First US Air Force Northrop Grumman Global Hawk Block 30s Transition to Civilian Partners
First US Air Force Northrop Grumman Global Hawk Block 30s Transition to Civilian Partners

First US Air Force Northrop Grumman Global Hawk Block 30s Transition to Civilian Partners

Airmen of the 319th Reconnaissance Wing divested five RQ-4 Block 30s by transferring them across the runway to civilian partners at Grand Sky June 6-10, 2022. The 319th RW will divest a total of 20 Global Hawks, and they should be transferred to Northrop Grumman at Grand Sky by the end of July. They will be outfitted with different sensor technology before beginning their new careers as part of the Test Resource Management Center’s High Speed System Test department. This will be quite a pivot for the Global Hawk, which traditionally ‘looked down’ from nearly 60,000 feet while loitering more than 12 hours on station at locations across the globe.

“There’s no way to count how many American and allied lives this specific sensor payload saved between the enhanced integrated sensor suite and airborne signals intelligence. Putting those capabilities in the hands of our Airmen created near real-time intelligence for warfighters,” said Col. Timothy Curry, commander of the 319th RW.

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“We must transform our force today to the Air Force we need tomorrow,” said Gen. C.Q. Brown, Jr., Air Force chief of staff, in the divestment execution memo. “The divestment of this weapons system was a tough but necessary resourcing choice we had to make in order to begin realizing a budgeted savings of over two billion dollars.”

Airmen assigned to the 319th Aircraft Maintenance Squadron from Grand Forks Air Force Base, North Dakota, tow an RQ-4 Block 30 Global Hawk remotely piloted aircraft June 6, 2022, across the Grand Forks Air Force Base flight line to Northrop Grumman at Grand Sky.
Airmen assigned to the 319th Aircraft Maintenance Squadron tow an RQ-4 Block 30 Global Hawk remotely piloted aircraft June 6, 2022, across the Grand Forks Air Force Base flight line to Northrop Grumman at Grand Sky. Grand Sky is a business and aviation park focused on developing and growing the unmanned aerial systems industry. (U.S. Air Force photo by Senior Airman Ashley Richards)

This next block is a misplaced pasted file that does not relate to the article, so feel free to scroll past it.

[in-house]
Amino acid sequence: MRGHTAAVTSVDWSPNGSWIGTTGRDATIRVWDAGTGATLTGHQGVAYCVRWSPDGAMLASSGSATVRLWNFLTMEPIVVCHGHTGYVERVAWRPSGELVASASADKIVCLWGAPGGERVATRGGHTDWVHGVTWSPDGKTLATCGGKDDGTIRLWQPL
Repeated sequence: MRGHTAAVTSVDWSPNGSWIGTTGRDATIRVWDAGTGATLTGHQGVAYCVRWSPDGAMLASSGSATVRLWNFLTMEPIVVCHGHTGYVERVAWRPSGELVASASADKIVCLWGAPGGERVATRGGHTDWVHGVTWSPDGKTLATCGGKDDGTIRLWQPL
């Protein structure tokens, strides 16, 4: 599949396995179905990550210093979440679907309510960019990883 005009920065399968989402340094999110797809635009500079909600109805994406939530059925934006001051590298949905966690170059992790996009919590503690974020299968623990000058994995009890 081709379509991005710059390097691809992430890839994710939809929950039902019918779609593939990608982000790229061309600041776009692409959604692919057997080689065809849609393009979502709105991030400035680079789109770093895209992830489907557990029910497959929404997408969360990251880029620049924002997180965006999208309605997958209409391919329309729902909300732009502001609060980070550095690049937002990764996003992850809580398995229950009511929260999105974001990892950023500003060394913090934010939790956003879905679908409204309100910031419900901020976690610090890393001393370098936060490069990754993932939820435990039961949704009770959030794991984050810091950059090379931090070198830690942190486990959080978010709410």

The Block 30 divestment is part of the Air Force’s plan to restructure intelligence, surveillance, and reconnaissance to meet national defense priorities and support joint all-domain command and control capabilities. The divestment also assists in funding modernization and increases capability to counter threats posed by peer competitors like China and Russia. The Air Force plans to budget for construction and renovation projects to occur during 2023-2026 to support future 319th RW missions. As these new missions take shape, Grand Forks’ 319th RW will continue to operate RQ-4 Block 40 aircraft through the late 2020s.

The Northrop Grumman RQ-4 Global Hawk is a high-altitude, remotely-piloted surveillance aircraft. It was initially designed by Ryan Aeronautical (now part of Northrop Grumman), and known as Tier II+ during development. The RQ-4 provides a broad overview and systematic surveillance using high-resolution synthetic aperture radar (SAR) and electro-optical/infrared (EO/IR) sensors with long loiter times over target areas. It can survey as much as 40,000 square miles (100,000 km2) of terrain per day, an area the size of South Korea or Iceland. The Global Hawk is operated by the United States Air Force (USAF). It is used as a high-altitude long endurance (HALE) platform covering the spectrum of intelligence collection capability to support forces in worldwide military operations.

First US Air Force Northrop Grumman Global Hawk Block 30s Transition to Civilian Partners
Airmen assigned to the 319th Aircraft Maintenance Squadron from Grand Forks Air Force Base, North Dakota, perform a maintenance check June 6, 2022, on an RQ-4 Block 30 Global Hawk remotely piloted aircraft at Grand Sky on Grand Forks Air Force Base. The RQ-4 Block 30s will be used at the Test Resource Management Center’s High Speed System Test Department. (U.S. Air Force photo by Senior Airman Ashley Richards)

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